Musings Of A Spiritual Atheist
Religion and Politics

There is a double standard about politics and religion, seen quite frequently. When the state enacts laws which infringe on a religious group’s ability to do what they want, there are often charges that the state is interfering in religious matters. When a religion makes comments on political matters, even going so far as to tell their members they should vote a certain way, separation of church and state immediately becomes a non-issue for those religions. This is clear cut hypocrisy. Either the state and religion are separate or they are not.

A religious organisation or a person functioning in a religious role, whether official or unofficial, has no business making any suggestions to their members about political matters, and certainly should not be applying any kind of pressure to their members to have them support or not support a particular political issue. Telling their members they will be punished by their god for supporting abortion, for instance, as was done in Canada not so long ago, is a gross interference in the right of the state to govern and a blunt and clumsy attempt to make the state subject to religion. Wars have been fought over this issue in the past, and religion lost. The state is the supreme lawgiver in a democracy, not a religious group.

Since church and state should be separate, there should never be any need for a religious organisation to make representation to the state or to politicians except, perhaps, in the area of religious liberty or discrimination. Religions are made up of individuals and those individuals who are voters are quite capable of representing the views of the faith on any issue without any prompting from their leaders. If they choose not to press a particular viewpoint, even one that the religious organisation believes is important, that is their right as individuals. In any case, the representation of particular viewpoints will reflect the actual views of citizens and not the dogma of particular religious organisations. I stress that organisations do not have human rights and cannot be citizens. Only people, humans, have human rights and, for that reason, only people may participate in elections and vote and only people may express opinions.

Due to the historical involvement of religious influence in government, both overt and covert, many residual aspects remain. Some are innocuous, some are serious and some are just a plain irritation. In the last category is the prayer said in many parliaments at the start of each day’s proceedings. This is a holdover from a time when society held the opinion that legislators worked on god’s behalf and needed guidance. That opinion is no longer the dominant viewpoint. Legislators now work to provide a better society for citizens based on what they consider is best for society as a whole. Prayers are not needed to do that, and it is disrespectful to those who have no faith to daily ask for help from an entity whom they believe does not exist. Religion has no place in a secular government and the prayers should cease. It might also be noted that asking a daily blessing unconsciously implies that the political assembly is subordinate to faith, for why ask god to help otherwise? If individual legislators feel the need to pray, then they should do so in private and not in an environment in which they are representing the whole population, including numerous atheists, agnostics and others who reject faith as a basis for government decisions.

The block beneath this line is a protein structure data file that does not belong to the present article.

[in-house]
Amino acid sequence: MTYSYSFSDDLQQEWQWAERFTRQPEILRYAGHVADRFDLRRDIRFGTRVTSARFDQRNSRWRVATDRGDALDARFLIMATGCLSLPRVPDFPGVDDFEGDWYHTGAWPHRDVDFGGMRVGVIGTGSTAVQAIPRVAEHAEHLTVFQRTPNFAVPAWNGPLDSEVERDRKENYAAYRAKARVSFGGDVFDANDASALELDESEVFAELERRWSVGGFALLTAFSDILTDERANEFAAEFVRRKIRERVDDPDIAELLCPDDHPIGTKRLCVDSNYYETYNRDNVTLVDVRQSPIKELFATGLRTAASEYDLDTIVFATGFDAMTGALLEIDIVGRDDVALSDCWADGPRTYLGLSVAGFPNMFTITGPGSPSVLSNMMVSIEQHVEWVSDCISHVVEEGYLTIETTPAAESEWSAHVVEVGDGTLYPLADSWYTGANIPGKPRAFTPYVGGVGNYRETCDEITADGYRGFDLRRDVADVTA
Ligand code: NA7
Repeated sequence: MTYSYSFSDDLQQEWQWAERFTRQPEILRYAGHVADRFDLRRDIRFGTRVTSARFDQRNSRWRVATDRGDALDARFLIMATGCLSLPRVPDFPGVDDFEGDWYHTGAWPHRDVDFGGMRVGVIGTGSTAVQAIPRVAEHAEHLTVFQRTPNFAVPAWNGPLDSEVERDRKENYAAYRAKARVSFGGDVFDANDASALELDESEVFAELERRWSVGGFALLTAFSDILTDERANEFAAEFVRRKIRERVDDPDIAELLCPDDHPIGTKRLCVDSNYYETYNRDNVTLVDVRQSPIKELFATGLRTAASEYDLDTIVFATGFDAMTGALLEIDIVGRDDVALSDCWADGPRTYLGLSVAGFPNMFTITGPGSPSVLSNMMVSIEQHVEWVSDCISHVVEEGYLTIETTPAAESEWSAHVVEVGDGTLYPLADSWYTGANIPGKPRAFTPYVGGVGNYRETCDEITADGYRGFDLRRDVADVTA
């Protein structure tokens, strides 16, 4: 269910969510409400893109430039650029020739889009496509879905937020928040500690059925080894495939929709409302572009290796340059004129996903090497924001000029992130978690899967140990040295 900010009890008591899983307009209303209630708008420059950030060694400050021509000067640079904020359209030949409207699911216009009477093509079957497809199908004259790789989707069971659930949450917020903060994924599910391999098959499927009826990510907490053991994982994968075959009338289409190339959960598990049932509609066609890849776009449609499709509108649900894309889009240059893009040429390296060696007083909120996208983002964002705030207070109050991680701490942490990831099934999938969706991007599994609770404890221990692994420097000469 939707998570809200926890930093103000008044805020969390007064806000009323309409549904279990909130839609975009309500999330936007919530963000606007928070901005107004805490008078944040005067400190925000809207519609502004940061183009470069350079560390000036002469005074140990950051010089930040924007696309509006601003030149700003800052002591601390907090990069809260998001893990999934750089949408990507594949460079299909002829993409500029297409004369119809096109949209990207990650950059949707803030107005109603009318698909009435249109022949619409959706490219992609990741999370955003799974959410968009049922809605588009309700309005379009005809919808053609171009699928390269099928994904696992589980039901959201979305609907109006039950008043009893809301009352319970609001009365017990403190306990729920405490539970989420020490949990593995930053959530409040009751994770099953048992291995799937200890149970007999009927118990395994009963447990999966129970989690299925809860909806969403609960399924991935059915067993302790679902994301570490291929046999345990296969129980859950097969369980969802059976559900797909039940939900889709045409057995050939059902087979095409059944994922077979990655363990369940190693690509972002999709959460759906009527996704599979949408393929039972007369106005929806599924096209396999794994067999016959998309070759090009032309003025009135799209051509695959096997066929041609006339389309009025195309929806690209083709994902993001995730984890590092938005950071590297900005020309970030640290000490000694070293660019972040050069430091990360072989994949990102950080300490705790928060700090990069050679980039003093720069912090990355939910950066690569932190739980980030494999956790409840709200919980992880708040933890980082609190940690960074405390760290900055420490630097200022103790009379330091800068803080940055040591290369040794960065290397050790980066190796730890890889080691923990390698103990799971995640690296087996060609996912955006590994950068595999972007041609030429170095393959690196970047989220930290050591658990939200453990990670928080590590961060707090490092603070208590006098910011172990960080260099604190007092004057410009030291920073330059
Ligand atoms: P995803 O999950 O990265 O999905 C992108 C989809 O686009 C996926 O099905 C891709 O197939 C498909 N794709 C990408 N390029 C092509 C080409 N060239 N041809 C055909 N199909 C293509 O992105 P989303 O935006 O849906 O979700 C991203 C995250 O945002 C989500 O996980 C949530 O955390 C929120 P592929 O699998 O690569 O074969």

Attempts to involve politicians from all points on the political spectrum in religious activities are extremely frequent. Some politicians participate because of personal beliefs, of course, but others participate out of a desire not to offend their constituents or as a way of being involved in constituency activities. In the public sphere this should change. Certainly, a politician is entitled to practice a religion if they want, but it should not form part of their political life’s duties. Religious beliefs are a private, personal matter. It is as inappropriate for a politician to stand up and pray when acting as a people’s representative as it would be for a constituent to insist that the politician may not attend a private church service. The two should not overlap.

For that reason, I find the practice of opening the BC legislature each day with a prayer to be deplorable, even if it is non sectarian. Praying is a religious practice and has no place in public life. The only exception would be at a state funeral, when it would be appropriate for prayers of the kind used in the religious denomination followed by the deceased to be said, but even then they should be restricted to memorialising the deceased and not request improvements to the welfare of the country, or to changing its laws.


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